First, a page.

The Department of Antiquities announces the discovery of an ancient shipwreck in the sea off Protaras, Cyprus. The site was reported by Mr Spyros Spyrou and Mr Andreas Kritiotis, both volunteer divers of the underwater archaeological research team of the Maritime Archaeological Research Laboratory (MARELab), Archaeological Research Unit, of the University of Cyprus. The Department of Antiquities acted immediately after the report, in order to secure the necessary funds to cover the cost of the preliminary in situ investigation, as soon as possible.
A team of MARELab archaeologists, students and volunteers, led by the Associate Professor of Maritime Archaeology, Dr Stella Demesticha, is already in the area. The team is working on the documentation and protection of the site, in collaboration with the Associate Professor in the Department of Civil Engineering and Geoinformatics of the Cyprus University of Technology, Dr Dimitris Skarlatos, and the Conservator at the Department of Antiquities, Ms Eleni Loizides.
The site is a wreck of a Roman ship, loaded with transport amphorae, most probably from Syria and Cilicia. It is the first undisturbed Roman shipwreck ever found in Cyprus, the study of which is expected to shed new light on the breadth and the scale of seaborne trade between Cyprus and the rest of the Roman provinces of the eastern Mediterranean.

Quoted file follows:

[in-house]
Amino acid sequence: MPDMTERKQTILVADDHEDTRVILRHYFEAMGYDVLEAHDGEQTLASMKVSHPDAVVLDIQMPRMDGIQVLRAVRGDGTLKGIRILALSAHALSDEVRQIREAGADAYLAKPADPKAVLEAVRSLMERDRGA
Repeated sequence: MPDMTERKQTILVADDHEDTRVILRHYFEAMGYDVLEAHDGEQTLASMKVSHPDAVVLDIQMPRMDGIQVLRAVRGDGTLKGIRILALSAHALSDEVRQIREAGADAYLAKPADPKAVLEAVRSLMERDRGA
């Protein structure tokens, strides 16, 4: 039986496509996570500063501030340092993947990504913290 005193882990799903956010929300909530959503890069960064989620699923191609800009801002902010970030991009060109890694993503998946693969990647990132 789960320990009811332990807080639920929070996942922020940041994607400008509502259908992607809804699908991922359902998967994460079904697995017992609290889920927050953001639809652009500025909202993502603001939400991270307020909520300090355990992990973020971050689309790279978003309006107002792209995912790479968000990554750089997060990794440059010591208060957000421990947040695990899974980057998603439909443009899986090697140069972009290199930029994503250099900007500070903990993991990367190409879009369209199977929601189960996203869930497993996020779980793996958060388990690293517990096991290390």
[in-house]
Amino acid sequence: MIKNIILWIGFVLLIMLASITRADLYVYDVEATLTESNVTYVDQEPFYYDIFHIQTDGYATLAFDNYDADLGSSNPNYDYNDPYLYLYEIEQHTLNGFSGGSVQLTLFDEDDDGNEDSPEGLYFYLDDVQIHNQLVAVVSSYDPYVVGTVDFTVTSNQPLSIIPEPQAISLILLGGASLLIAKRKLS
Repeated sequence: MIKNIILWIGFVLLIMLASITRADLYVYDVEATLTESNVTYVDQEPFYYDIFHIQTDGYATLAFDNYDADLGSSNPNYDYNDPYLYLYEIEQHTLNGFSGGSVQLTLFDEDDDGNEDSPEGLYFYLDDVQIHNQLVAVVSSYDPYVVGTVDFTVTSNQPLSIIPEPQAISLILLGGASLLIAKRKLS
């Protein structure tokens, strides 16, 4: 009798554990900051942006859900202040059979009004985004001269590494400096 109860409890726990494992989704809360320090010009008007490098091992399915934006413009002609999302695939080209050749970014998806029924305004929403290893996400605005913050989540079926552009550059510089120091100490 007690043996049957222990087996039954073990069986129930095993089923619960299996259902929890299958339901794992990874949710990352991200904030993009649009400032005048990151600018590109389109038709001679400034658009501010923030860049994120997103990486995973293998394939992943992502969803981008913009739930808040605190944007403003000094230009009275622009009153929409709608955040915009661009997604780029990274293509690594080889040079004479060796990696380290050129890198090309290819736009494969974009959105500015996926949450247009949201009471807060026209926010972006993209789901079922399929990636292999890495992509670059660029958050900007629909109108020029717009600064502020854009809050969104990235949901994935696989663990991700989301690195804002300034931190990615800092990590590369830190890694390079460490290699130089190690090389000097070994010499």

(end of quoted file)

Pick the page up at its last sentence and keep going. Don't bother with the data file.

This project also marks a milestone for Cypriot archaeology, because it is the first time that an underwater archaeological project is fully funded by the Ministry of Transport, Communications and Works.
The Department of Antiquities and the Archaeological Research Unit of the University of Cyprus express their deep appreciation and thanks to Mr Spyros Spyrou and Mr Andreas Kritiotis for immediately reporting their discovery to the authorities. Sincere thanks are, also, owed to all volunteers and supporters of this project, which was organized on a very short notice. The Department would also like to thank diverse institutions and individuals for their generosity and collaboration on this project. This enthusiastic mobilization of authorities and citizens around an important archaeological site sends optimistic messages regarding the protection of cultural heritage by the Cyprus society.